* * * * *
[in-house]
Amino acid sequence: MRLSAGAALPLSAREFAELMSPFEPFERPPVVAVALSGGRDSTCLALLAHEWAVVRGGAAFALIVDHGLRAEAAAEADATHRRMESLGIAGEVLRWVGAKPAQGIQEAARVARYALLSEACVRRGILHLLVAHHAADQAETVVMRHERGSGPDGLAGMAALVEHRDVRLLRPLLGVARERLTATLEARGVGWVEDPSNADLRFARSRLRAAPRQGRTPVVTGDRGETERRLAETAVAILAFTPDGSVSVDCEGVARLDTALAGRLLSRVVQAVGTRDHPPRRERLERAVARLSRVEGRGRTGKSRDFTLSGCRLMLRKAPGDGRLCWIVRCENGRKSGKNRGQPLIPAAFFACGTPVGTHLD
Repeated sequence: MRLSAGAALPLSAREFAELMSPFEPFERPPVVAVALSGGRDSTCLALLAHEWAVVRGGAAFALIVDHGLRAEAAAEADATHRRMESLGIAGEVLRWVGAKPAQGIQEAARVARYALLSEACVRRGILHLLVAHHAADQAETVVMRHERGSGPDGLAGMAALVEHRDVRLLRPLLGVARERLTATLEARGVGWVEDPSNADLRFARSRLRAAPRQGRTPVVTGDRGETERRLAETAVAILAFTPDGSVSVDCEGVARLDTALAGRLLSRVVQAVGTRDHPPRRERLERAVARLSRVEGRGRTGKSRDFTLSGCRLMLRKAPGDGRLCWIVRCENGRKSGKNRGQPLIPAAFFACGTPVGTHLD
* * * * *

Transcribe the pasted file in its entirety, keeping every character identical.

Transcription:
[in-house]
Amino acid sequence: MRLSAGAALPLSAREFAELMSPFEPFERPPVVAVALSGGRDSTCLALLAHEWAVVRGGAAFALIVDHGLRAEAAAEADATHRRMESLGIAGEVLRWVGAKPAQGIQEAARVARYALLSEACVRRGILHLLVAHHAADQAETVVMRHERGSGPDGLAGMAALVEHRDVRLLRPLLGVARERLTATLEARGVGWVEDPSNADLRFARSRLRAAPRQGRTPVVTGDRGETERRLAETAVAILAFTPDGSVSVDCEGVARLDTALAGRLLSRVVQAVGTRDHPPRRERLERAVARLSRVEGRGRTGKSRDFTLSGCRLMLRKAPGDGRLCWIVRCENGRKSGKNRGQPLIPAAFFACGTPVGTHLD
Repeated sequence: MRLSAGAALPLSAREFAELMSPFEPFERPPVVAVALSGGRDSTCLALLAHEWAVVRGGAAFALIVDHGLRAEAAAEADATHRRMESLGIAGEVLRWVGAKPAQGIQEAARVARYALLSEACVRRGILHLLVAHHAADQAETVVMRHERGSGPDGLAGMAALVEHRDVRLLRPLLGVARERLTATLEARGVGWVEDPSNADLRFARSRLRAAPRQGRTPVVTGDRGETERRLAETAVAILAFTPDGSVSVDCEGVARLDTALAGRLLSRVVQAVGTRDHPPRRERLERAVARLSRVEGRGRTGKSRDFTLSGCRLMLRKAPGDGRLCWIVRCENGRKSGKNRGQPLIPAAFFACGTPVGTHLD